Publisher: Addison-Wesley Professional - 2001-05-14
Paperback | 672 Pages
(Pearson Education) A reference to the core technologies underlying the World Wide Web, with an extensive treatment of HTTP/1.1 and its interaction with other protocols. Features numerous examples and case studies throughout, as well as comprehensive documentation of the technical backbone of the Internet. DLC: Web Servers--Computer Programs.
Carefully prepared content gets all the glory, but the job of delivering multimedia information to the people and machines who require it falls to a set of protocols. Web Protocols and Practice explains how resources locate one another on the constantly changing Internet, how they ask for other resources, and how those documents and media are delivered. This comprehensive document does more than any other book around to eliminate vague hand-waving and actually explain how the Internet works. Anyone who's heard explanations along the lines of, "The Domain Name Service resolves the machine name to an IP address" or "The browser makes a POST request" and wanted to scream "But HOW?" will love what Balachander Krishnamurthy and Jennifer Rexford have done in these pages.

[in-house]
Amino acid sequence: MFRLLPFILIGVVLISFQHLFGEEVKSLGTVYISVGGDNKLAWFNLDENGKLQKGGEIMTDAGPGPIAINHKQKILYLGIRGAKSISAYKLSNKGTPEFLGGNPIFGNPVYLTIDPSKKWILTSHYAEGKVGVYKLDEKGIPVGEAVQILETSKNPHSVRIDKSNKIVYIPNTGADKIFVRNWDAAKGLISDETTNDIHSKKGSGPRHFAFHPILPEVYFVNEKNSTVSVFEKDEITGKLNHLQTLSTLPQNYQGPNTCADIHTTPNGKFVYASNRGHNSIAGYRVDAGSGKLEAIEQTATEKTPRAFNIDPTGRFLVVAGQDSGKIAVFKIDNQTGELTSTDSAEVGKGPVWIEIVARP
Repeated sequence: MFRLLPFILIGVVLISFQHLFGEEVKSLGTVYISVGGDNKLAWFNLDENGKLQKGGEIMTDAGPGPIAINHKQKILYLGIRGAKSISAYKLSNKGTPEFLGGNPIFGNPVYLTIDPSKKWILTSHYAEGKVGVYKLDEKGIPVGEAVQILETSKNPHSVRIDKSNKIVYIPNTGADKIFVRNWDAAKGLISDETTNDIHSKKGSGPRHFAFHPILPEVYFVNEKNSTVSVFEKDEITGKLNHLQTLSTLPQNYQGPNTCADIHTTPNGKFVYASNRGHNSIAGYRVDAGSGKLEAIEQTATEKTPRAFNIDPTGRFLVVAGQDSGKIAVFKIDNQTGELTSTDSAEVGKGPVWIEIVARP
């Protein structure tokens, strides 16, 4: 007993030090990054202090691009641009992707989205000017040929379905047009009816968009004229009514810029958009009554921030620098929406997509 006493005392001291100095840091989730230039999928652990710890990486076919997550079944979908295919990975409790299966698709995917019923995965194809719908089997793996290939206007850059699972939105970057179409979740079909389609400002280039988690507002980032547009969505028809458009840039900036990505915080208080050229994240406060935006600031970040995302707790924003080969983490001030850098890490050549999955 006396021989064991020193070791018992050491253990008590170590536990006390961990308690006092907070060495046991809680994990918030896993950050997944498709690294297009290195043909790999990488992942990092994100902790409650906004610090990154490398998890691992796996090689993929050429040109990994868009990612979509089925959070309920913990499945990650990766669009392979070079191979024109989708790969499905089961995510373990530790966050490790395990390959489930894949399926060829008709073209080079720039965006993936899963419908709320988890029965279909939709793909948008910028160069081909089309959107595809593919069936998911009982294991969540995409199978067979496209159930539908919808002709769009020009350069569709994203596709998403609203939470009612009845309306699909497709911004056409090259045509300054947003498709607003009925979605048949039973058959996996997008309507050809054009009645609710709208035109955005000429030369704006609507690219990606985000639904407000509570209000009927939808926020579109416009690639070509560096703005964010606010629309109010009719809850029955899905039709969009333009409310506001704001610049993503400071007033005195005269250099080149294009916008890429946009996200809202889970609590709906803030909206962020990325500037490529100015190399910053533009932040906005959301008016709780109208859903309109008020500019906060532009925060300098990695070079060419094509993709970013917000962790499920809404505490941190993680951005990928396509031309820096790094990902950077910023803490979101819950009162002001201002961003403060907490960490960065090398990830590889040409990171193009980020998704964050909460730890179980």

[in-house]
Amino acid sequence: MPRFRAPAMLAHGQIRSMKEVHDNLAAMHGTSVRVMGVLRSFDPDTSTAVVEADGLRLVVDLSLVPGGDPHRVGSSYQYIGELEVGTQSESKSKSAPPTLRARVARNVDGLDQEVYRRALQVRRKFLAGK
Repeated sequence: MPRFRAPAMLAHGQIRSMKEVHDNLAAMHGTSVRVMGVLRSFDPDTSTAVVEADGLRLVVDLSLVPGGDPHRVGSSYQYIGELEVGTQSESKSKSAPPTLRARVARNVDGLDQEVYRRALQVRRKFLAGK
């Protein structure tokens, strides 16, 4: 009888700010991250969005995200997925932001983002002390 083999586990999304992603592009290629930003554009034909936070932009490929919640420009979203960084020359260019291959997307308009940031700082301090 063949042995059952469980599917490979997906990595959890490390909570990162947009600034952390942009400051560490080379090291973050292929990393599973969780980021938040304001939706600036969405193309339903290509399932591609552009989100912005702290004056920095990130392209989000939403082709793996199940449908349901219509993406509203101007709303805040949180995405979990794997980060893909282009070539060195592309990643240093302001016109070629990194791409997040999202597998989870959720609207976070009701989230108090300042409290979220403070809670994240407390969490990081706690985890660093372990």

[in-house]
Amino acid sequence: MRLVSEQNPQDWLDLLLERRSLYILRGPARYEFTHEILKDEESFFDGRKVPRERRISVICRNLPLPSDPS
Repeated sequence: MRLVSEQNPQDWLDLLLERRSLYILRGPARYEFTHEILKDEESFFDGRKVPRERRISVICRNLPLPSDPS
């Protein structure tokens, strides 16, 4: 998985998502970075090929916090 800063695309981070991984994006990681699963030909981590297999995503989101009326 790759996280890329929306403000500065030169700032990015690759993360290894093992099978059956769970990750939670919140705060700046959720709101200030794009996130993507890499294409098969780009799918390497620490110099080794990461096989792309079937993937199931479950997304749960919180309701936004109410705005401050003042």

The authors approach HyperText Transfer Protocol (HTTP) and the other protocols covered from an engineering perspective, which is to say that they outline the problems the protocols are meant to solve before going into detail about what the protocols do. They also explain the evolution of protocols over time, and call attention to the shortcomings of protocols and their likely evolutionary paths. Nearly all of the explanatory material takes the form of bright, carefully considered text that's supplemented by message listings ("The server could reply with...") and a handful of conceptual diagrams. Later chapters transcend the protocols themselves to focus on questions of reliability, traffic measurement, and efficient caching. --David WallTopics covered: The protocols that underpin transactions on the Internet and other networks that employ Internet communications standards. Detailed coverage goes to the HyperText Transfer Protocol (HTTP) versions 1.0 and 1.1, the Internet Protocol addressing scheme, and the Transmission Control Protocol specification. Design of Web servers, cache servers, and proxy servers gets much attention, as do site workload and traffic metrics.